AAHS is seeking applications for a newly created Kiva Publication and Social Media Internship for Fall 2024. For details go to the Kiva page under the Publications Menu.


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Late Classic period room near University Indian Ruin’s main platform mound. Photograph by Henry Wallace

From approximately A.D. 1200 to 1450, and perhaps even later, University Indian Ruin was a prominent Hohokam center with platform mounds.  As the only Classic period center with such public buildings in the eastern Tucson Basin, this settlement undoubtedly served as the focal point for a much larger surrounding community of interrelated small hamlets and villages.  Occupied from early through late Classic phases, the site encompassed residential and ritual architecture and artifact assemblages that span this dynamic interval.  After a former student donated a portion of University Indian Ruin to the Department of Archaeology in 1930, a variety of archaeologists excavated in its well-preserved core, but only Julian Hayden’s (1956) work on and around the main platform mound has been comprehensively reported.

Beginning in 2010, Paul Fish and Suzanne Fish have taught the School of Anthropology’s spring archaeological field school at University Indian Ruin in collaboration with the Arizona State Museum and Desert Archaeology, Inc.  Mark Elson has co-taught the field school for two years and Jim Watson for one year, with Lawrence Conyers, Douglas Craig, and Patrick Lyons as additional research principals.  Results to date help evaluate the potential to integrate previous investigation with current and future research.  Methods include detailed mapping, applications of ground penetrating radar, controlled surface collections, shallow wall trenching to define architectural outlines, and excavation of selected rooms.  The confirmation of a second small platform mound with attached exterior rooms and the diversity of residential structures heighten an appreciation of architectural complexity during a time of population movement, aggregation, and accelerated cultural change.  Differential acquisition of polychrome types, distant obsidian, exotic chert, consumption of bison, and late prehispanic pottery of Zuni and probable Sonoran origin provide new insight into Classic period regional interaction.

Tour the Sutherland Wash Rock Art District with Janine Hernbrode, the leader of a multi-year recording and analysis of this huge site on the west face of the Catalina Mountains. Much of the 5 to 6 mile round trip walk is on unimproved trail with little elevation gain. It is necessary to occasionally scramble over boulders to access or view some of the panels.
A 4-wheel drive road leads to the trailhead. The group is limited to 20 people dependent on the availability of 4-wheel drive vehicles. To register contact David McLean.
Remains of Prehistoric Walls atop Tumamoc Hill

Tumamoc Hill just west of the Santa Cruz river in downtown Tucson is a trincheras site with occupations going back to 500 BC. There are also a large number of Hohokam petroglyphs. Our leaders will be Hohokam scholars Paul and Suzanne Fish and Peter Boyle and Gayle Hartmann who led the AAHS rock art recording project on the hill. To register email Katherine Cerino. The trip is limited to 30 people.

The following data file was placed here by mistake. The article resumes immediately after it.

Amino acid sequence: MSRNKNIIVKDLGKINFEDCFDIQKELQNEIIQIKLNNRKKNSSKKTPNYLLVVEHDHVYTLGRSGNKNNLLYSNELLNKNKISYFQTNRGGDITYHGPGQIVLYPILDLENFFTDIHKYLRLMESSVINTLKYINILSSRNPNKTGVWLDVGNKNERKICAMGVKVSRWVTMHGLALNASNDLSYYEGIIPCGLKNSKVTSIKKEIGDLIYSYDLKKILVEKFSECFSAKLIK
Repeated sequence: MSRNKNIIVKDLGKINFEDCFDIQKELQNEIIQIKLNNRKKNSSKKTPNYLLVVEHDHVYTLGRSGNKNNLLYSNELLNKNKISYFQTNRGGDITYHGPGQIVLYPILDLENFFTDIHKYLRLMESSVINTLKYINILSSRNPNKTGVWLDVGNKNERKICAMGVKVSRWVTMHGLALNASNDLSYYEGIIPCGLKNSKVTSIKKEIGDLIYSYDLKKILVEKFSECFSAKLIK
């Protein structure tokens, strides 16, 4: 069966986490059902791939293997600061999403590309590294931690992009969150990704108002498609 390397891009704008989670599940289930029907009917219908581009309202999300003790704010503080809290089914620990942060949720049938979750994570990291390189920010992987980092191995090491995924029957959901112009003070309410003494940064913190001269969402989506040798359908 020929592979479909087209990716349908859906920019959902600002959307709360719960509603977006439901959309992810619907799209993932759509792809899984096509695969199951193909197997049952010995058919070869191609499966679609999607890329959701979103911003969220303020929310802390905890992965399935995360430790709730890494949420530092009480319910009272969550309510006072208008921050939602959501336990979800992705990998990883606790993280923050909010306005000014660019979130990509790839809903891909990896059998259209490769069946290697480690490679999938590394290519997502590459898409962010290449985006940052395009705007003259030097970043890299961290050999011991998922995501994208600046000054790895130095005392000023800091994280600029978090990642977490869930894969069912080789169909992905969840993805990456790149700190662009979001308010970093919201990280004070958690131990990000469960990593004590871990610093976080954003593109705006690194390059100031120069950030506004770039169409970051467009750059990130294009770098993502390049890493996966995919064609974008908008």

In the 1960s and 1970s, Arizona Archaeological and Historical Society volunteers, University of Arizona students, and Pima College students excavated Whiptail Ruin, a village in the northeastern Tucson Basin that dates to the mid- to late A.D. 1200s. Analyses of the notes and artifacts from the site are now finished, with some interesting results.

Whiptail Ruin, situated in and around Agua Caliente Park and its hot springs, contains evidence that some of its residents were part of a thirteenth-century migration from the Mogollon highlands. Locally made corrugated pottery, Cibola White ware jars used as cremation urns, obsidian from the Mule Creek source near the Arizona-New Mexico border, and the use of tree-ring datable conifer wood in house building are indicators of strong ties with people outside of the Tucson Basin.

Other evidence suggests that Whiptail’s residents may have been specialized hunters. Skulls, jaws, horns, antlers, and lower leg bones of deer, pronghorn, and bighorn sheep appear to have been stored on shelves or on the roofs of houses. If the Hohokam were doing what historic O’odham hunters did, some of these items may have been parts of hunting costumes, while others were pieces stored away to protect the other villagers from the power of the animals that were killed.

In April’s talk, Linda Gregonis will discuss the possible role of hunting specialists and migrant families in the early Classic period as well as describing the challenges of working with data recovered and field notes made nearly 40 years ago by avocationalists and archaeological students.

Rock art is notoriously difficult to date and some dating techniques used for dating have been proven unreliable leading to considerable confusion in the literature on what is old and what is not. Using the best available dating of ancient rock art in western North America, I will discuss the present state of knowledge and present a visual perspective on the earliest styles and what they may tell us about the people who made them. Three significant styles or substyles are noted that date prior to the time of Christ. I will provide evidence for what people were doing at these early sites and consider who was making the designs and how often they were doing so. Included in the talk will be the first public presentation of data on a recently verified depiction of a mammoth and possible related Pleistocene megafauna.



On March 5th and 6th, 2010 the Arizona Archaeological and Historical Society and the Arizona State Museum celebrated the 75th Anniversary of the excavations at Snaketown and the 75th Anniversary of it’s journal, Kiva.